It helped, I think, that I was from Texas. That gave us an immediate starting point for conversation that led into humorous and bittersweet memories of the Panhandle, Fort Worth, Houston, and Austin. Things turned more serious, however, as Townes probed to know more about my family, wife, and daughters. As I shared, he gradually reached out his hands to hold mine and began talking of his own family and children. These reflections, both beautiful and sad, brought us both to tears. Following a brief soundcheck and meal, Townes returned to his hotel to rest up before the show.
By 8:30 about 300 people had made their way into the Ash Grove and taken seats for the Saturday evening show. About a half hour later, Butch Hancock launched an opening and warmly received set showcasing his dry flatland vocals and witty wordplay in memorable tunes such as “West Texas Waltz,” “If You Were a Bluebird,” and “Boxcars.”
In the break following Hancock’s set, the tension in the house began to rise. Townes did not often play LA and his most recent studio album, No Deeper Blue (Sugar Hill), released in 1994, contained his first new collection of songs in seven years. Indicative of his deteriorating health, on No Deeper Blue, Townes overdubbed his vocals and played guitar on only one song. It seemed clear the Ash Grove show would be a rare if not final appearance of Townes in California. One could only hope that Townes would be up for two sets and a full house.
Eggers was right, however, Townes would rally. Following a brief introduction and a hearty greeting of hoots and hollers, Townes stepped on stage loose and confident. A few icebreaker dumb jokes and he kicked into a spellbinding set of harrowing and melancholy tunes that stilled the room.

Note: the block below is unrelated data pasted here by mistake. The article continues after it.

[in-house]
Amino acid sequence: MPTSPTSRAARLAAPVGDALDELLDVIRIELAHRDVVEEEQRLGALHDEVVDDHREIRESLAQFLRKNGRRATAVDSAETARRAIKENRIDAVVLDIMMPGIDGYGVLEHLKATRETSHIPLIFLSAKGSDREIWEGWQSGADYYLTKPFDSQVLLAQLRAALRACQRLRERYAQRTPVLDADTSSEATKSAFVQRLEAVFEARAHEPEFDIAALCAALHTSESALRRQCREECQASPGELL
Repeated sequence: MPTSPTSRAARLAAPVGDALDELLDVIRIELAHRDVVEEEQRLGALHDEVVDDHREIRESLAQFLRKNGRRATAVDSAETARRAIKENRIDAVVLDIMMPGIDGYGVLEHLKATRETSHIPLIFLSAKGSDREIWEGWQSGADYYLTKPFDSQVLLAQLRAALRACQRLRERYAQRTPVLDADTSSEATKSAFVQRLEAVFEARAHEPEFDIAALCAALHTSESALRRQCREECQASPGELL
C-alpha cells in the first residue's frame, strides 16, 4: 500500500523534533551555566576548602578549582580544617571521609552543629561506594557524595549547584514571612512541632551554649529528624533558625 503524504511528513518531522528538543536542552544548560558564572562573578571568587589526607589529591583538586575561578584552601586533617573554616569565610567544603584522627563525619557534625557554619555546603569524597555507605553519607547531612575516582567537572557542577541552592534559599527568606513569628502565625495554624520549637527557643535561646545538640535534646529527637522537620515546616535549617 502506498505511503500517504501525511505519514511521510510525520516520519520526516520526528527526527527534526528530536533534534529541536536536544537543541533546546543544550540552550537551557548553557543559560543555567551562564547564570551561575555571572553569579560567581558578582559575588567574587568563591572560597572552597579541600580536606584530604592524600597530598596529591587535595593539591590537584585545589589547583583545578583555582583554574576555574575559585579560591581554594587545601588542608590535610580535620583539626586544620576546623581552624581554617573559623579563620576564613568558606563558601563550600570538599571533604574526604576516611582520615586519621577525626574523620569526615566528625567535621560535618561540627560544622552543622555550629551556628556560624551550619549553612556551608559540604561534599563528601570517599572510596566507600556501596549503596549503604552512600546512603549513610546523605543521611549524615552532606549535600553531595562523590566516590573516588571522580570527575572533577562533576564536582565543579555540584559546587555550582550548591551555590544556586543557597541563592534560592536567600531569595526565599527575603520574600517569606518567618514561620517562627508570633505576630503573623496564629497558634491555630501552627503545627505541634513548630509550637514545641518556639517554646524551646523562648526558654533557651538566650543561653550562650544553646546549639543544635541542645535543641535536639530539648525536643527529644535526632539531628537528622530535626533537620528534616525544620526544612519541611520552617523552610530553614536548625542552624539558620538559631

Although Townes laced his sets with uptempo blues and finely crafted love ballads, the bulk of his material carried a weight of sorrow. Sometimes that sorrow came bittersweet and somehow inspiring. Other times, more like a prayerful cry against life’s indifference. And in moments of the most crushing despair, it descended to a resigned acceptance of hopelessness. The causal fans who came mainly to hear “Pancho and Lefty” and “If I Needed You” were soon squirming in their seats or headed out the door.
In any Townes set list, the consistency of the material is mind boggling. This night was no exception as masterworks like “To Live Is To Fly,” “No Place To Fall,” “Mr. Mudd and Mr. Gold,” “Tecumseh Valley,” “White Freight Liner Blues,” “Highway Kind,” “ Nothin,” “Lungs,” and “Tower Song,” followed one another with devastating affect.
But this was also an evening to introduce songs from the more recent No Deeper Blue. Recorded in Limerick, Ireland with a solid group of studio players, No Deeper Blue shows that Townes still had it as a songwriter, but the album’s production tends to overwhelm the mood and meaning of the minor key ballads. On stage solo, however, Townes invested these tunes with their full emotional depth and somber beauty. Three of these songs, “The Hole,” “Marie,” and “A Song For,” are enduring late life gems to be put on a shelf beside his greatest work.